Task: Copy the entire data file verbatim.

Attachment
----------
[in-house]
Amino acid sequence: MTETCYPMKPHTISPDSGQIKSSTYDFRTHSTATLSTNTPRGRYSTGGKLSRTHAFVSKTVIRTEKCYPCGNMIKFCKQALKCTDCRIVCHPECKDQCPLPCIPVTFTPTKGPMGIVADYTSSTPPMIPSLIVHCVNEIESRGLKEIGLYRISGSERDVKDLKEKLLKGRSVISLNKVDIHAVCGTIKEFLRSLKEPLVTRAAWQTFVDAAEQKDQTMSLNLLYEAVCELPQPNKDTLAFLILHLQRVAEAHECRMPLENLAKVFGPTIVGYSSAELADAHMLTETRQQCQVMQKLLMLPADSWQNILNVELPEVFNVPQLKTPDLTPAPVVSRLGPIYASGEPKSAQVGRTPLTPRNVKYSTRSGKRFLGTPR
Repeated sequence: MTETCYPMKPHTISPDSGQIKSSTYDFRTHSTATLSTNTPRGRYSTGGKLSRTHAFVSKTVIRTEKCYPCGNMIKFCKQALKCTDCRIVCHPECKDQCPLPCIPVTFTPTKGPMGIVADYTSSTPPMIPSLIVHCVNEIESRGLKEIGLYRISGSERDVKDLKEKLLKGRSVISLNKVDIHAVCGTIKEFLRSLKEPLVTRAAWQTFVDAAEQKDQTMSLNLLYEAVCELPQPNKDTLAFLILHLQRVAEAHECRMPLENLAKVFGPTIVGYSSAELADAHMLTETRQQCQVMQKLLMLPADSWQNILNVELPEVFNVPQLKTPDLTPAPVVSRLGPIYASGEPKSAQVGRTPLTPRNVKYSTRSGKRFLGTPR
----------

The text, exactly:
[in-house]
Amino acid sequence: MTETCYPMKPHTISPDSGQIKSSTYDFRTHSTATLSTNTPRGRYSTGGKLSRTHAFVSKTVIRTEKCYPCGNMIKFCKQALKCTDCRIVCHPECKDQCPLPCIPVTFTPTKGPMGIVADYTSSTPPMIPSLIVHCVNEIESRGLKEIGLYRISGSERDVKDLKEKLLKGRSVISLNKVDIHAVCGTIKEFLRSLKEPLVTRAAWQTFVDAAEQKDQTMSLNLLYEAVCELPQPNKDTLAFLILHLQRVAEAHECRMPLENLAKVFGPTIVGYSSAELADAHMLTETRQQCQVMQKLLMLPADSWQNILNVELPEVFNVPQLKTPDLTPAPVVSRLGPIYASGEPKSAQVGRTPLTPRNVKYSTRSGKRFLGTPR
Repeated sequence: MTETCYPMKPHTISPDSGQIKSSTYDFRTHSTATLSTNTPRGRYSTGGKLSRTHAFVSKTVIRTEKCYPCGNMIKFCKQALKCTDCRIVCHPECKDQCPLPCIPVTFTPTKGPMGIVADYTSSTPPMIPSLIVHCVNEIESRGLKEIGLYRISGSERDVKDLKEKLLKGRSVISLNKVDIHAVCGTIKEFLRSLKEPLVTRAAWQTFVDAAEQKDQTMSLNLLYEAVCELPQPNKDTLAFLILHLQRVAEAHECRMPLENLAKVFGPTIVGYSSAELADAHMLTETRQQCQVMQKLLMLPADSWQNILNVELPEVFNVPQLKTPDLTPAPVVSRLGPIYASGEPKSAQVGRTPLTPRNVKYSTRSGKRFLGTPR